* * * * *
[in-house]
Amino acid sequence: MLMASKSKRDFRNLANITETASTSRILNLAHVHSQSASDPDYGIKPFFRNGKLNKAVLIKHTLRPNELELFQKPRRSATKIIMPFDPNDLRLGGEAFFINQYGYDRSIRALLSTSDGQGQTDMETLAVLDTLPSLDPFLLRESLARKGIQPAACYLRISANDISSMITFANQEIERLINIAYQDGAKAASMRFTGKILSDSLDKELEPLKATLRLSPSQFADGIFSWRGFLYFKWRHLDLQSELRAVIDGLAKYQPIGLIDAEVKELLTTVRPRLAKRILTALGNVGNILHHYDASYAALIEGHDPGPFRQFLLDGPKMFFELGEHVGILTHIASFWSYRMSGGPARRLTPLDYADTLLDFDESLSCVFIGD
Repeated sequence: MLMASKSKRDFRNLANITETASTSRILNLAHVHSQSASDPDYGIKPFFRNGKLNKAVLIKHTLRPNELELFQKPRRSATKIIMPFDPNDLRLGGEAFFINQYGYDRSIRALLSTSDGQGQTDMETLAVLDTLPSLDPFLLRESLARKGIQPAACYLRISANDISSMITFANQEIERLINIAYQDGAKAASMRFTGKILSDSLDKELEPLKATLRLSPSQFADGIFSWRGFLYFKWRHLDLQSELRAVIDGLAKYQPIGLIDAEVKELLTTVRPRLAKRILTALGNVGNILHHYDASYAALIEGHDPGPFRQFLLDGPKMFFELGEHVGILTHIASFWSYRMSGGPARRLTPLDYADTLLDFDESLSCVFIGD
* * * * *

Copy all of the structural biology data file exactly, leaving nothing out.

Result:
[in-house]
Amino acid sequence: MLMASKSKRDFRNLANITETASTSRILNLAHVHSQSASDPDYGIKPFFRNGKLNKAVLIKHTLRPNELELFQKPRRSATKIIMPFDPNDLRLGGEAFFINQYGYDRSIRALLSTSDGQGQTDMETLAVLDTLPSLDPFLLRESLARKGIQPAACYLRISANDISSMITFANQEIERLINIAYQDGAKAASMRFTGKILSDSLDKELEPLKATLRLSPSQFADGIFSWRGFLYFKWRHLDLQSELRAVIDGLAKYQPIGLIDAEVKELLTTVRPRLAKRILTALGNVGNILHHYDASYAALIEGHDPGPFRQFLLDGPKMFFELGEHVGILTHIASFWSYRMSGGPARRLTPLDYADTLLDFDESLSCVFIGD
Repeated sequence: MLMASKSKRDFRNLANITETASTSRILNLAHVHSQSASDPDYGIKPFFRNGKLNKAVLIKHTLRPNELELFQKPRRSATKIIMPFDPNDLRLGGEAFFINQYGYDRSIRALLSTSDGQGQTDMETLAVLDTLPSLDPFLLRESLARKGIQPAACYLRISANDISSMITFANQEIERLINIAYQDGAKAASMRFTGKILSDSLDKELEPLKATLRLSPSQFADGIFSWRGFLYFKWRHLDLQSELRAVIDGLAKYQPIGLIDAEVKELLTTVRPRLAKRILTALGNVGNILHHYDASYAALIEGHDPGPFRQFLLDGPKMFFELGEHVGILTHIASFWSYRMSGGPARRLTPLDYADTLLDFDESLSCVFIGD